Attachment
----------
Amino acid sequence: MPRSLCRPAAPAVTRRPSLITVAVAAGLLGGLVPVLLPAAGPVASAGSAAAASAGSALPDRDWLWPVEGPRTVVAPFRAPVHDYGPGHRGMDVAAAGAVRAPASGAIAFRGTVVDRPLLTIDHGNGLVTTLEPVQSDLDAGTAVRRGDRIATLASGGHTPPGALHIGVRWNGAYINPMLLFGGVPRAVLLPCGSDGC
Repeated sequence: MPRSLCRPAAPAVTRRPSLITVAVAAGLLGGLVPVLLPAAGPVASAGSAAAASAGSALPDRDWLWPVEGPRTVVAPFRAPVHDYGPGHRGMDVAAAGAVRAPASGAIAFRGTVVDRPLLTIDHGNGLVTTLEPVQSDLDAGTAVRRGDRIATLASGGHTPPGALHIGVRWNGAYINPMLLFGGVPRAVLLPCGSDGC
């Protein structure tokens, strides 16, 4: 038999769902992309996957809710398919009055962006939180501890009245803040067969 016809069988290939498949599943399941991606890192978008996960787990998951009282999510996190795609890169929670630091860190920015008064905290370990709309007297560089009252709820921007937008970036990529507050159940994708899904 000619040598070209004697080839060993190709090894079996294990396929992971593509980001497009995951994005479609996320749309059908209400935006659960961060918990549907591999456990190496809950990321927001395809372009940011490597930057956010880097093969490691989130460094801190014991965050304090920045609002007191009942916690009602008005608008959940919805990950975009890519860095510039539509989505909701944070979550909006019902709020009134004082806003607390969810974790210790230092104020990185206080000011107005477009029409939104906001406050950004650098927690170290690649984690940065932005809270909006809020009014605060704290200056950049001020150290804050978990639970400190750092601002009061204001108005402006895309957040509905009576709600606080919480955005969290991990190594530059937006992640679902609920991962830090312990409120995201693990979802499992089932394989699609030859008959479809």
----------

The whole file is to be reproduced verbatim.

Amino acid sequence: MPRSLCRPAAPAVTRRPSLITVAVAAGLLGGLVPVLLPAAGPVASAGSAAAASAGSALPDRDWLWPVEGPRTVVAPFRAPVHDYGPGHRGMDVAAAGAVRAPASGAIAFRGTVVDRPLLTIDHGNGLVTTLEPVQSDLDAGTAVRRGDRIATLASGGHTPPGALHIGVRWNGAYINPMLLFGGVPRAVLLPCGSDGC
Repeated sequence: MPRSLCRPAAPAVTRRPSLITVAVAAGLLGGLVPVLLPAAGPVASAGSAAAASAGSALPDRDWLWPVEGPRTVVAPFRAPVHDYGPGHRGMDVAAAGAVRAPASGAIAFRGTVVDRPLLTIDHGNGLVTTLEPVQSDLDAGTAVRRGDRIATLASGGHTPPGALHIGVRWNGAYINPMLLFGGVPRAVLLPCGSDGC
């Protein structure tokens, strides 16, 4: 038999769902992309996957809710398919009055962006939180501890009245803040067969 016809069988290939498949599943399941991606890192978008996960787990998951009282999510996190795609890169929670630091860190920015008064905290370990709309007297560089009252709820921007937008970036990529507050159940994708899904 000619040598070209004697080839060993190709090894079996294990396929992971593509980001497009995951994005479609996320749309059908209400935006659960961060918990549907591999456990190496809950990321927001395809372009940011490597930057956010880097093969490691989130460094801190014991965050304090920045609002007191009942916690009602008005608008959940919805990950975009890519860095510039539509989505909701944070979550909006019902709020009134004082806003607390969810974790210790230092104020990185206080000011107005477009029409939104906001406050950004650098927690170290690649984690940065932005809270909006809020009014605060704290200056950049001020150290804050978990639970400190750092601002009061204001108005402006895309957040509905009576709600606080919480955005969290991990190594530059937006992640679902609920991962830090312990409120995201693990979802499992089932394989699609030859008959479809």